By Rich Kane
By Joel Beers
By LP Hastings
By Dave Barton
By Patrice Wirth Marsters
By Erin DeWitt
By Taylor Hamby
By LP Hastings
It's taken South Coast Repertory, one of the country's most distinguished regional theaters, 43 years to tackle Hamlet, the world's most analyzed, canonized, criticized and glorified play. It'd be nice to say it was worth the wait to see a world-class theater finally mount this towering pillar of the Western literary canon. But based on its current three-hour, buttock-numbing production, that would be a lie.
But not a big lie. There is a great deal that is very good about this Hamlet, beginning with the phenomenally talented Hamish Linklater. His is a magnetic, dynamic and eminently watchable Hamlet, and he's surrounded by some of the finest stage actors in Southern California.
While Linklater pulls the chariot as well as any Hamlet in recent memory, director Dan Sullivan's production doesn't smell much different from the legions of Hamlets that have marched before. In fact, without Linklater's spirited performance, this Hamletwould grind to a halt, as most everything but his performance seems wobbly or thinly constructed.
Sullivan is one of America's most respected stage directors, and he seems to stylistically suggest that his Hamletis concerned with more than just following Hamlet down his tragic path. Why else is Dull Gret, Brueghel's nightmarish 1562 vision of Hell pillaged by an army of peasant women, reproduced on the back wall? It's a jolting visual presence starkly contrasting with the depressingly muted color scheme of the set and costumes, which are heavy with browns, light greens and gray. As Hell's flames and demons erupt from behind it, the royal court drapes itself in dingy, threadbare attire.
Whether these visual embellishments suggest things falling apart, centers collapsing, or a colorblind tailor designing the clothes of Elsinore Castle's occupants while a proto-surrealist tags its walls is anybody's guess. Ambiguity is no sin, but this seems like murky vision and questionable execution.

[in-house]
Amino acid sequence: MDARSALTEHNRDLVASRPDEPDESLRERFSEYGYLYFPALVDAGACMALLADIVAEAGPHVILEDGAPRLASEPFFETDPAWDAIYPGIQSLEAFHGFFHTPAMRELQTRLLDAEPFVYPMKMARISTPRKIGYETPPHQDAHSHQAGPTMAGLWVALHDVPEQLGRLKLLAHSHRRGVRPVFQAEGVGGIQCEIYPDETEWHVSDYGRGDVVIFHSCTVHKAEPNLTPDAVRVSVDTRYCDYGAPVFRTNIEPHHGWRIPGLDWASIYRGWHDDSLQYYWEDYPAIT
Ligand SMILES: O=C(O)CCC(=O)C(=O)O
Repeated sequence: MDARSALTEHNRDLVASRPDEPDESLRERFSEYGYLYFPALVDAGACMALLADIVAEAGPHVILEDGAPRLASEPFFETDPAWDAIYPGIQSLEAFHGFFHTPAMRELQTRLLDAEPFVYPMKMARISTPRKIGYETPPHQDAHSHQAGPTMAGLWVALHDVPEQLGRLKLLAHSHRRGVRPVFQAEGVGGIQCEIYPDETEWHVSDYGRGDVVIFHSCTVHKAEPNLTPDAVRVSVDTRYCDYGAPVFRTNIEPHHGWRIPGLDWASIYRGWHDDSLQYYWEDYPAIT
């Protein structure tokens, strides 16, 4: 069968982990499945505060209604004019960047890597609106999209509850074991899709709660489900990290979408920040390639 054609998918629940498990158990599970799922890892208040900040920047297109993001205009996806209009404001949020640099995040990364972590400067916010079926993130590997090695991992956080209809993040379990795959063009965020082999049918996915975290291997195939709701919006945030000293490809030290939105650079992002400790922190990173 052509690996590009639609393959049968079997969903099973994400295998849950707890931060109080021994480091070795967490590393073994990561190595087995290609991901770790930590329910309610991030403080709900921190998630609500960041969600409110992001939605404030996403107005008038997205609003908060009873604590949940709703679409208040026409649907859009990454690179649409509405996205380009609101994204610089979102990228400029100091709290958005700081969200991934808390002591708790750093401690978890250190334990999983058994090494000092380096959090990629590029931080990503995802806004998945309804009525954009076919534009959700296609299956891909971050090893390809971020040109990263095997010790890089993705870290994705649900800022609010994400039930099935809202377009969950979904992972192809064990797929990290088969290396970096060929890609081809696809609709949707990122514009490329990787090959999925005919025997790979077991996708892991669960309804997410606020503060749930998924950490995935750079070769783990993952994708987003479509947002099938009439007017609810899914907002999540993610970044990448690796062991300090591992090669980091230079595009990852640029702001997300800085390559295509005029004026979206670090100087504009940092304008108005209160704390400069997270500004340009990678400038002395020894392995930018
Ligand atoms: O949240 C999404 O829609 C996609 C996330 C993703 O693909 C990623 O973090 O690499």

What isn't questionable is Linklater's brilliant turn. He nails the complexity and contradictions that make Hamlet one of literature's most fascinating protagonists. Sure, he's a jumbled mess of emotion and thought, but he's also acutely aware and rational. He's sensitive and imperceptive, crazy and stone-cold sober, vengeful and vacillating, gripped in existential angst and possessed of steel-eyed conviction. It's a powerful performance that doesn't confine this amazingly articulate character to some convenient psychological cell as much as free him to rage in all his erratic glory. By not positing a reason for Hamlet's paradoxical nature, Linklater (and, one guesses, Sullivan) makes him feel keenly human and relevant to contemporary audiences.
Unfortunately, the rest of the cast doesn't match Linklater's vigorous portrayal. Characters are either thinly drawn or come off oddly bloodless, a remarkable feat considering the rich talent onstage and equally rich passions infusing Hamlet's world.
The result is theatrical bipolarity: triumphantly engaging one moment, drearily prosaic the next. If the rest of this production matched Linklater's vibrancy—hell, even faintly echoed it—this Hamletwould rank among SCR's greatest successes.
Still, it does reinforce the genius of Shakespeare's greatest character and makes Hamlet feel as acutely real in 2007 as in 1602. Most theaters would be more than satisfied with a great Hamlet in an otherwise lackluster Hamlet. But for a theater like SCR, one that's crafted a sterling reputation by staging literate, thought-provoking plays, anything less than a spectacular mounting of perhaps the most literate and thought-provoking play of all feels disappointing.
Hamlet at South Coast Repertory, 655 Town Center Dr., Costa Mesa, (714) 708-5555; scr.org. Tues.-Fri., 8 p.m.; Sat., 2:30 & 8:30 p.m.; Sun., 2:30 & 7:30 p.m. Through July 1. $31-$60.